Tera Group Inc. created a legal framework for Bitcoin swaps, which would let investors trade payments based on how the virtual currency performs against a real one.

The terms for a multimillion dollar swap between two U.S. institutions is planned to hedge Bitcoin volatility over a 25-day period, the Summit, N.J.-based company said in a statement today. Swaps based on Bitcoin are unregulated and the firm is seeking the blessing of the U.S. Commodity Futures Trading Commission so it can offer the trades on its regulated swap-execution facility, the company said.

"We as a company are trying to bring some structure and some protocol to help the Bitcoin community," Leonard Nuara, the president of Tera, said during a phone interview today. "It provides a tool for a natural hedge to get relief from the price changes in Bitcoin."

The regulation of Bitcoin, let alone derivatives linked to it, is an unresolved question in many parts of the world. Even as regulators and investors struggle to grasp Bitcoin's many uses — including investment vehicle, payment-processing system and money-laundering tool — they are now confronted with the additional complexities of an emerging derivatives market.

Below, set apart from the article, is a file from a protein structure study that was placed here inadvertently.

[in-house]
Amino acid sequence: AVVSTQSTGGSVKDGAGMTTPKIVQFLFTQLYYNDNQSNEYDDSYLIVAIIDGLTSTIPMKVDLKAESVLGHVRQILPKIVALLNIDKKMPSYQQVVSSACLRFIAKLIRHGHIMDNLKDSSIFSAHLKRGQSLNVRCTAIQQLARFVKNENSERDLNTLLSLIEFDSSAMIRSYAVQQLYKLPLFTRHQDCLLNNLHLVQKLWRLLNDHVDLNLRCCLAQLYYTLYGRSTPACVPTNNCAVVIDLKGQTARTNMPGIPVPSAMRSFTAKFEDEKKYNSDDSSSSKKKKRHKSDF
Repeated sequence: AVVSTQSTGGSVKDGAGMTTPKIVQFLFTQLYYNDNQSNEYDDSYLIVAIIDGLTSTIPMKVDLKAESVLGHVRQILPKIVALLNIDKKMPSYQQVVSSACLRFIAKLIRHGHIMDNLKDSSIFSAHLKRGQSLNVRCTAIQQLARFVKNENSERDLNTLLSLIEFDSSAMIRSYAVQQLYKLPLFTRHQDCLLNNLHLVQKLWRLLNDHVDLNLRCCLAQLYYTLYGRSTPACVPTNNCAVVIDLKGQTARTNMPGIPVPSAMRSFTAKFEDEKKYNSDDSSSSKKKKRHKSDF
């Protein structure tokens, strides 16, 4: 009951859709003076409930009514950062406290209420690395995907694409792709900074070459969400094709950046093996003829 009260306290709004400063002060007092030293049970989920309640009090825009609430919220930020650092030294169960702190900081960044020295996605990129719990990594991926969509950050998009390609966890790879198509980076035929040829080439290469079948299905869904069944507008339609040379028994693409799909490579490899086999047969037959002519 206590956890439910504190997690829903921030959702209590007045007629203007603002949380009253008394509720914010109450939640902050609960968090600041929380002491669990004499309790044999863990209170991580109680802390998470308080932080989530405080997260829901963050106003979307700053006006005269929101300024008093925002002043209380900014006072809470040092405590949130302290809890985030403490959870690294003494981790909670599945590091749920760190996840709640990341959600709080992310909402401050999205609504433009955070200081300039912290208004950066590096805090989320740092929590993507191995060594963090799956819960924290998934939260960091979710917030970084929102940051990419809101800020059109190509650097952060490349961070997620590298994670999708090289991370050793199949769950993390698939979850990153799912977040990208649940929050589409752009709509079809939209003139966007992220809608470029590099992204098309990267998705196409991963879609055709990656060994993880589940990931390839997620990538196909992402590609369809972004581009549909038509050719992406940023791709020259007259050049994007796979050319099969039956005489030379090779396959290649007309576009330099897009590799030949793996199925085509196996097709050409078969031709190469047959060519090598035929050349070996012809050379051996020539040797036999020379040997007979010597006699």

The International Swaps & Derivatives Association created the master legal document for swap transactions in the 1980s, and it's still in use today for customized trades that can't be backed by clearinghouses. Tera would join others in the quest to create derivatives based on Bitcoin.

George Samman, a former Wall Street investment adviser who in May helped start a platform for betting on Bitcoin's price swings, saw trading on his BTC.sx website grow to more than $35 million by Jan. 21. After the shutdown at Mt. Gox, a Tokyo-based exchange for buying and selling Bitcoins, BTC.sx suspended trading because it had to find another exchange partner for its customers.

At the CFTC, the top U.S. derivatives regulator, lawyers are considering if and how to oversee derivatives linked to Bitcoin and other digital currencies, two people briefed on its work said in February. The agency has been preparing an internal memo that examines the CFTC's authority over digital currencies and how it might exercise those powers to regulate the markets, the people said.

Tera has provided information about its Bitcoin agreement to the CFTC and is in discussions with the regulatory agency, Nuara said in the phone interview. Tera hasn't asked the CFTC to decide on approval by a certain date, he said.

"The infrastructure and regulatory protocols already exist in the conventional OTC swaps markets to support these hedging instruments," Nuara said in a statement today. "Regulatory approval is crucial to the long-term growth of the market utilizing Bitcoin."

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